Dear United Healthcare, Stop Being Creeps

I haven’t checked, but I’m guessing mental healthcare is not well covered by my insurance policy. I assume this as United Healthcare is currently trying to push me over the edge, and clearly they don’t plan to foot the bill.

United Healthcare has denied our appeal of their denial of Connor’s helmet. Apparently, while some devices are covered, this helmet is an orthotic device intended to “change the shape of the body” and is specifically excluded. Soooo, it’s just a silly fashion statement I guess. Chris and I are just so ashamed of the flatness of the back of Connor’s head that…oh, no, wait a minute. His head shape didn’t particularly bother us. His neurologist recommended it, wrote the prescription, and his physical therapist and pediatrician concurred that it was good idea. Well, I’m no doctor, but I’m guessing they would have told me to buy him a hat at Target if they were just trying to create the new Gerber baby.

So here we go. Appeal number two, complete with letters of medical necessity. Bite me, United Healthcare. Thank you for continuing to waste my time. I also spoke highly of you throughout 2012 when Connor’s medical bills hit somewhere close to $400,000. Sure, we hit the out-of-pocket max and that sucked. But somehow, when looking at six-figures, a standard in our twisted healthcare system, $7,000 suddenly feels like pocket change. Even when I’m no longer working.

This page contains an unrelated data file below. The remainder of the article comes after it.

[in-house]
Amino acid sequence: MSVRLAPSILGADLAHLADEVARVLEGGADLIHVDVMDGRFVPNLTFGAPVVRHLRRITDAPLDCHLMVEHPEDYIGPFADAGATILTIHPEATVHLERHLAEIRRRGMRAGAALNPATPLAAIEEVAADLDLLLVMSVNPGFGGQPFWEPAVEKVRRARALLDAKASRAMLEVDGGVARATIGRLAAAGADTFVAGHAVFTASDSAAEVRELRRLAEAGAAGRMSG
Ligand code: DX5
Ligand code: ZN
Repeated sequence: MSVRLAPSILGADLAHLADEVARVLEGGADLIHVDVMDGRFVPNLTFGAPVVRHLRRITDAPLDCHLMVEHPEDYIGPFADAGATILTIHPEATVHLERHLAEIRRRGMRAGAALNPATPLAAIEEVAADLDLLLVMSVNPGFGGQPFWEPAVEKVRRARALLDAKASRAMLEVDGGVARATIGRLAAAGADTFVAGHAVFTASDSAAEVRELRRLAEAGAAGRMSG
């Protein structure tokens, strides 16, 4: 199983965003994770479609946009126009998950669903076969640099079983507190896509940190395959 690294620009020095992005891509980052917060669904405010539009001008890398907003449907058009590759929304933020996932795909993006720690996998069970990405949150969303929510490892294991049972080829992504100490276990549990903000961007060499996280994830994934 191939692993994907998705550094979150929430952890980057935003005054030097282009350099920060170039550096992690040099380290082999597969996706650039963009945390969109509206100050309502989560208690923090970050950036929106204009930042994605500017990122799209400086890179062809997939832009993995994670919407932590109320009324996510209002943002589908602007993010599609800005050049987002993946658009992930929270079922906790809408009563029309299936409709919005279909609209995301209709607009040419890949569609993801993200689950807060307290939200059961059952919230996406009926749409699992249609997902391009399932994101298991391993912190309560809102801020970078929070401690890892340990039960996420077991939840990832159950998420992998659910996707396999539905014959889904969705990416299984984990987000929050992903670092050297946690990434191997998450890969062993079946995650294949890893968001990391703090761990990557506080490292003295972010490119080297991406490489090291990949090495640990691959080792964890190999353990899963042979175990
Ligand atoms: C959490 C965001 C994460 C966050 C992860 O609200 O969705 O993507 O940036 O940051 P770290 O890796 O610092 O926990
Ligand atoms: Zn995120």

But  now you’ve left me focused on this $3,000 “fashion statement” and our substantial premiums we pay every month.

I found this as part of your Mission Statement on your website. Check it out:


Walk in the shoes of people we serve and those with whom we work.

We believe:
In order to achieve the full potential of our enterprise in its purpose, to Help People Live Healthier Lives, we must fully understand and align with their needs and realities.

We value compassion:
We will walk in the shoes of people we serve and those with whom we work. We celebrate our role in serving people and society in an area so vitally human as their health. We must be truly compassionate and genuinely understand, feel and identify with their needs.

We behave:
We will actively listen to fully understand and genuinely empathize with people’s realities. We will then respond in service and advocacy for each individual, each group or community, and for society as a whole.

And may I add one more part? We will not add stress to the lives of people who have family members with chronic illnesses and health conditions.

You can help with this further by paying our doctors and hospitals in a timely manner. I don’t why it took almost a year to pay our neurologist for some of his services. I don’t know why when Connor first came home from the NICU, I received repeated phone calls from the hospital to call you and find out why you weren’t paying up. I didn’t need that.

Thanks and have a compassionate day.


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